asuri nama pascad dvas
taya yati puranjanah
gramakam nama visayam
asuri—of the name Asuri; nama—called; pascat—on the western side; dvah—gate; taya—by which; yati—used to go; puranjanah—King Puranjana; gramakam—of the name Gramaka; nama—called; visayam—the city of sense enjoyment; durmadena—by Durmada; samanvitah—accompanied.
On the western side was a gate named Asuri. Through that gate King Puranjana used to go to the city of Gramaka, accompanied by his friend Durmada.
The gate on the western side of the city was known as Asuri because it was especially meant for the asuras. The word asura refers to those who are interested in sense gratification, specifically in sex life, to which they are overly attracted. Thus Puranjana, the living entity, enjoys himself to his greatest satisfaction by means of the genitals. Consequently he used to go to the place known as Gramaka. Material sense gratification is also called gramya, and the place where sex life is indulged in to a great extent is called Gramaka. When going to Gramaka, Puranjana used to be accompanied by his friend Durmada. The word visaya refers to the four bodily necessities of life—eating, sleeping, mating and defending. The word durmadena may be analyzed in this way: dur means dusta, or “sinful,” and mada means “madness.” Every living entity who is in contact with material nature is called mada, or mad. It is said:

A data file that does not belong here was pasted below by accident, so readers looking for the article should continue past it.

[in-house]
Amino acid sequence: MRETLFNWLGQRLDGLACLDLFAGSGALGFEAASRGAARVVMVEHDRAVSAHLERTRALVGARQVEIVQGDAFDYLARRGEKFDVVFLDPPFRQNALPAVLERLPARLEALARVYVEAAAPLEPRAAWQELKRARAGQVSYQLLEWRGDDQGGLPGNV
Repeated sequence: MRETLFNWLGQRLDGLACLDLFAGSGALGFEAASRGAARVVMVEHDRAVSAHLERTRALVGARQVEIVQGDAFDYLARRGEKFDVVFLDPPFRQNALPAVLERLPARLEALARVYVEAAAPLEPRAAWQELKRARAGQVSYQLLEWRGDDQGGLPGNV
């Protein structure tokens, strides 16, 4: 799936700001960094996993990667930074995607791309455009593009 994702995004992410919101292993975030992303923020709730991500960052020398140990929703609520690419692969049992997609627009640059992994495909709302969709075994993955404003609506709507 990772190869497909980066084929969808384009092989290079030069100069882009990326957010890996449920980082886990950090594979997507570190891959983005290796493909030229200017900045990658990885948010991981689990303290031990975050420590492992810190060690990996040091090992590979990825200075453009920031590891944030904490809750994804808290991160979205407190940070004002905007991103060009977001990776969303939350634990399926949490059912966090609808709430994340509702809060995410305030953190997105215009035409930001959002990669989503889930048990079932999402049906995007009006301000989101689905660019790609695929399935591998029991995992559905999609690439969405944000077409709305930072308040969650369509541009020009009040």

When a person is haunted, he becomes practically insane. When one is in an insane condition, he speaks all kinds of nonsense. Thus to become engaged in sense gratification, one has to accept a friend who is durmada, or badly affected by the material disease.
The words asuri nama pascad dvah are significant in another sense. The sunrise is first visible from the eastern side—the Bay of Bengal—and gradually it progresses toward the west. It is practically experienced that people in the West are more addicted to sense gratification. Sri Caitanya Mahaprabhu Himself has certified: pascimera loka saba mudha anacara (Cc. Adi 10.89). The more one goes to the western side, the more he will find people disinterested in spiritual life. He will find them behaving against the Vedic standards. Because of this, people living in the West are more addicted to sense gratification. In this Bhagavatam it is confirmed: asuri nama pascad dvah. In other words, the population on the western side is interested in an asuric civilization, that is, a materialistic way of life. Lord Caitanya consequently wanted this Krsna consciousness movement to be preached on the western side of the world so that people addicted to sense gratification might be benefited by His teachings.
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